- countries without aquaculture-related legislation at all
- countries with lagoon fisheries and inland aquaculture legislation
- countries with a complete range of aquaculture legislation.
Countries typical of the first category are Libya and Malta, and to a lesser extent Algeria and Morocco where there is an absence of any traditional lagoon fisheries of importance, no substantive aquaculture sector, and a lack of governmental commitment or private involvement in the development of aquaculture. Hence, there has been no pressure from any side to establish legislation to support and control aquaculture, and no policy instruments, such as licenses, permits, taxes, subsidies, and other incentives or controls.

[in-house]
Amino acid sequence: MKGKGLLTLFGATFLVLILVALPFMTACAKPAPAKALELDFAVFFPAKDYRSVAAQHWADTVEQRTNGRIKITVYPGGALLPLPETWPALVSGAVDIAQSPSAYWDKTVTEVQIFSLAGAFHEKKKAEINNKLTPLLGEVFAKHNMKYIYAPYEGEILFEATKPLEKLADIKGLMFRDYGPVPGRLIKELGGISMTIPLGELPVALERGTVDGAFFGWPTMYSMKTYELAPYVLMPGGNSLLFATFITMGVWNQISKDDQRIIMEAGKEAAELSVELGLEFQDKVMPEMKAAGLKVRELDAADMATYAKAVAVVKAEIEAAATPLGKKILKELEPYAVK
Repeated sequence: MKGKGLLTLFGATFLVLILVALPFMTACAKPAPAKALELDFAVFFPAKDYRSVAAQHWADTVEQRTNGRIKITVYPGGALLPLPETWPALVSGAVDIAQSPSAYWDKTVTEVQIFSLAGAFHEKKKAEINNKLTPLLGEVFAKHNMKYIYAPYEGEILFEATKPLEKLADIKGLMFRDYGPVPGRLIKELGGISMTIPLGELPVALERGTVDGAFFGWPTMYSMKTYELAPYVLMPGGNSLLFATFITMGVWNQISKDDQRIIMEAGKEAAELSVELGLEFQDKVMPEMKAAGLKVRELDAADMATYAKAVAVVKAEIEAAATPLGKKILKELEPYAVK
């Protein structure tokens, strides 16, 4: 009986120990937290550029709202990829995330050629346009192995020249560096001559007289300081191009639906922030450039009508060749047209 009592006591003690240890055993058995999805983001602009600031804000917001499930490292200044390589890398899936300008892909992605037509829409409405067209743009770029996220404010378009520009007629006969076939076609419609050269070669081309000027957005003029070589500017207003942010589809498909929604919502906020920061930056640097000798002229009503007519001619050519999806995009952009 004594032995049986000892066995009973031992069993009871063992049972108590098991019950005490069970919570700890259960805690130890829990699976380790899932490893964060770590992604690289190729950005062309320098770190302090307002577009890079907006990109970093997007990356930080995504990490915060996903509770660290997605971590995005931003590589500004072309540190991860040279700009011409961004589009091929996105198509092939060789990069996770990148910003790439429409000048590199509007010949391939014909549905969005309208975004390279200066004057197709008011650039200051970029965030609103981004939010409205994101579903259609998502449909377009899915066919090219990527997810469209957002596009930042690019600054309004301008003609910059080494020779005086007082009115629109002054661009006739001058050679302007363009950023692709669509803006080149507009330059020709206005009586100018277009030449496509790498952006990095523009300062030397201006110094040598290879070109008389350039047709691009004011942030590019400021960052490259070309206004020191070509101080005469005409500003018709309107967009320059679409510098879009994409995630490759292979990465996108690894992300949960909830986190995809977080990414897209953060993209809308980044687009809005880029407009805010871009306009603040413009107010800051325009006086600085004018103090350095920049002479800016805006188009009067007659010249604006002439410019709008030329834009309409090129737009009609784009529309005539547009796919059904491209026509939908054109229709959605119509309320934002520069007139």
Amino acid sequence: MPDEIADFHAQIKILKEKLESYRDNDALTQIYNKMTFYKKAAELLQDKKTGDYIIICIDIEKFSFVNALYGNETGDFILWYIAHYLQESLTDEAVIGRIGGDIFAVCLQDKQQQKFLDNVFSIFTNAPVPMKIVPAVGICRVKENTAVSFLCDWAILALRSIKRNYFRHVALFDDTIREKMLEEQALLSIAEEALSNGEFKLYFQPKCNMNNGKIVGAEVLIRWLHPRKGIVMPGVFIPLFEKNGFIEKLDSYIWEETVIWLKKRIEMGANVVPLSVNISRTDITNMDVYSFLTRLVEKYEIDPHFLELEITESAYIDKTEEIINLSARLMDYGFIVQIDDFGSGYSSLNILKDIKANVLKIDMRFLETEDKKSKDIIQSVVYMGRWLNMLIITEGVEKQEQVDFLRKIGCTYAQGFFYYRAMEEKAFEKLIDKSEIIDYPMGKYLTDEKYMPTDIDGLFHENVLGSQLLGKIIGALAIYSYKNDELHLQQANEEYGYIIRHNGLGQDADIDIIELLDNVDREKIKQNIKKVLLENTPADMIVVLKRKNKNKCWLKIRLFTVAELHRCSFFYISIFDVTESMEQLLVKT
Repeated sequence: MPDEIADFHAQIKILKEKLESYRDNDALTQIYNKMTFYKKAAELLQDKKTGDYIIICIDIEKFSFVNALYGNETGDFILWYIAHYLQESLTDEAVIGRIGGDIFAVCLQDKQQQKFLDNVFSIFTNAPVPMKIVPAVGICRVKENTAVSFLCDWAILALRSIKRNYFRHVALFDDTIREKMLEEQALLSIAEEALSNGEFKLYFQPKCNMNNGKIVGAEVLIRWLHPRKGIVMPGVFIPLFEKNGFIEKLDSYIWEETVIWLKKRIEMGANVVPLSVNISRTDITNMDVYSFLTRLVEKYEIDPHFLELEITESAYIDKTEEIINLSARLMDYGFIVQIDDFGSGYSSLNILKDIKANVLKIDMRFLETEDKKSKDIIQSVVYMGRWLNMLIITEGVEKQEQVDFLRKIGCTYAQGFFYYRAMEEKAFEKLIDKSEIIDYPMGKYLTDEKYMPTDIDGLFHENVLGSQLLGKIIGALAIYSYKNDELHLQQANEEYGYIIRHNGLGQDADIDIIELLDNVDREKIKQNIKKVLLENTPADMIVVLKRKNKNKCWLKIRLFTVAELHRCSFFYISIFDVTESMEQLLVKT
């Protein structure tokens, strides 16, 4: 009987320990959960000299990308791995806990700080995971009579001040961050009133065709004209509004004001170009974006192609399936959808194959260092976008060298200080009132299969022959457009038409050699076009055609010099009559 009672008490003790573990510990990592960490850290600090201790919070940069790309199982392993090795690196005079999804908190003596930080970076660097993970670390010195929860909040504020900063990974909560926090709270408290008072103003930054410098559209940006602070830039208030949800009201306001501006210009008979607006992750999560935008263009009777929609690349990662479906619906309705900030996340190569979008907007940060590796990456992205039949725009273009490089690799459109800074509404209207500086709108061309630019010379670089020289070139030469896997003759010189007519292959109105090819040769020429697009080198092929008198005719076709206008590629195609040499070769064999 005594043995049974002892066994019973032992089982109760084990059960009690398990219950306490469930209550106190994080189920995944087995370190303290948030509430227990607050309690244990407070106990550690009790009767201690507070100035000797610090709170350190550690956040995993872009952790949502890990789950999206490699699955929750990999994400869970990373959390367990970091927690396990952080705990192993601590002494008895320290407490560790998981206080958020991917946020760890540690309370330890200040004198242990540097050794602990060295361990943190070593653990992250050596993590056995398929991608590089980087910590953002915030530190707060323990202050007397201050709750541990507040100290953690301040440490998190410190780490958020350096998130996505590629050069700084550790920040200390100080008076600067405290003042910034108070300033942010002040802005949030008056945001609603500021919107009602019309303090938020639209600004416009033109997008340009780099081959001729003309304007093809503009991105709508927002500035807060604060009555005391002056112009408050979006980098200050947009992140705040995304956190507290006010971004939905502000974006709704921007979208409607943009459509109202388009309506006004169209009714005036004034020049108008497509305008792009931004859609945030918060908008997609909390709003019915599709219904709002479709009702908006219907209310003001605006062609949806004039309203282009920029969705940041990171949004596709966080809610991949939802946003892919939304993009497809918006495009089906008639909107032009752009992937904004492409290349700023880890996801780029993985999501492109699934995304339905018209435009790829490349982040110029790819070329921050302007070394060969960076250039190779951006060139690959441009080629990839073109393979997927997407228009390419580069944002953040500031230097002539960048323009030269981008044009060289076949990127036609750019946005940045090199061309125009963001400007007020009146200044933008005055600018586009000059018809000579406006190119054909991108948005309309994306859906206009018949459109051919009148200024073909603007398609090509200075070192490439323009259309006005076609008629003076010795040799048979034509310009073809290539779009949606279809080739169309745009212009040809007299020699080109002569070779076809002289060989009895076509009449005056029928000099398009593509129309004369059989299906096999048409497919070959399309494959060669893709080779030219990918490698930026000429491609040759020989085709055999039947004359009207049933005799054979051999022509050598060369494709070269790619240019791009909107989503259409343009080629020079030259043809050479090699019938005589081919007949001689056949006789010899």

Algeria and Morocco are at the point of leaving this first category. Fifteen years ago both countries had no aquaculture development projects of importance, and were leasing to foreigners the exploitation rights to fisheries in their Mediterranean brackishwater lagoons (Nador in Morocco, and Mellah Lake in Algeria) without thought for establishing laws and regulations for these activities. Morocco then became involved in trout and oyster culture, and now, through the ambitious Marost project in Nador under direct control of the Royal Palace, it is caking the first steps toward marine aquaculture. Other private investors are also reviewing ways to participate in aquaculture and this has compelled a need for controlling legislation, both to support investment and to avoid abuse. In Algeria, the Office National de l'Aquaculture, established in 1986, is now operational and there are statements at governmental level to offer aquaculture opportunities to private investment. Thus, also, there is the need to enact legislation for the same purposes as Morocco.